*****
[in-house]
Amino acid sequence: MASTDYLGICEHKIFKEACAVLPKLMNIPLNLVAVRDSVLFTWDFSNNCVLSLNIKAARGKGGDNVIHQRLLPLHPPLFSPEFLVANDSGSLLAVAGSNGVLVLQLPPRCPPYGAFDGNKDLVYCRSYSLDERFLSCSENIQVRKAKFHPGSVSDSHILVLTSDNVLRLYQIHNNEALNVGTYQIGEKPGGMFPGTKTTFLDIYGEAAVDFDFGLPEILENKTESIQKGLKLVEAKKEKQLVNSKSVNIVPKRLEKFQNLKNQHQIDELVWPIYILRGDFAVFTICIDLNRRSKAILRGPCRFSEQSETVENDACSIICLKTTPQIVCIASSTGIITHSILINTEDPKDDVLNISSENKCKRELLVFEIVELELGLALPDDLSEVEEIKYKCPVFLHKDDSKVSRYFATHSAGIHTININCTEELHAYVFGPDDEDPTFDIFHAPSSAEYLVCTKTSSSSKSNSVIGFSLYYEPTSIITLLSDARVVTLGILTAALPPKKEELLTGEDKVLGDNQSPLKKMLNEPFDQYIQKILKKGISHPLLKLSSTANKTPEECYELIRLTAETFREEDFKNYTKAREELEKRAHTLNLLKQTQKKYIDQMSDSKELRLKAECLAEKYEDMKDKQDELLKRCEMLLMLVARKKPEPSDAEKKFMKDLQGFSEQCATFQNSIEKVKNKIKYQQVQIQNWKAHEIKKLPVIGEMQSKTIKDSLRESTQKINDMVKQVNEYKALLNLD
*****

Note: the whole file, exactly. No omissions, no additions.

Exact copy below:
[in-house]
Amino acid sequence: MASTDYLGICEHKIFKEACAVLPKLMNIPLNLVAVRDSVLFTWDFSNNCVLSLNIKAARGKGGDNVIHQRLLPLHPPLFSPEFLVANDSGSLLAVAGSNGVLVLQLPPRCPPYGAFDGNKDLVYCRSYSLDERFLSCSENIQVRKAKFHPGSVSDSHILVLTSDNVLRLYQIHNNEALNVGTYQIGEKPGGMFPGTKTTFLDIYGEAAVDFDFGLPEILENKTESIQKGLKLVEAKKEKQLVNSKSVNIVPKRLEKFQNLKNQHQIDELVWPIYILRGDFAVFTICIDLNRRSKAILRGPCRFSEQSETVENDACSIICLKTTPQIVCIASSTGIITHSILINTEDPKDDVLNISSENKCKRELLVFEIVELELGLALPDDLSEVEEIKYKCPVFLHKDDSKVSRYFATHSAGIHTININCTEELHAYVFGPDDEDPTFDIFHAPSSAEYLVCTKTSSSSKSNSVIGFSLYYEPTSIITLLSDARVVTLGILTAALPPKKEELLTGEDKVLGDNQSPLKKMLNEPFDQYIQKILKKGISHPLLKLSSTANKTPEECYELIRLTAETFREEDFKNYTKAREELEKRAHTLNLLKQTQKKYIDQMSDSKELRLKAECLAEKYEDMKDKQDELLKRCEMLLMLVARKKPEPSDAEKKFMKDLQGFSEQCATFQNSIEKVKNKIKYQQVQIQNWKAHEIKKLPVIGEMQSKTIKDSLRESTQKINDMVKQVNEYKALLNLD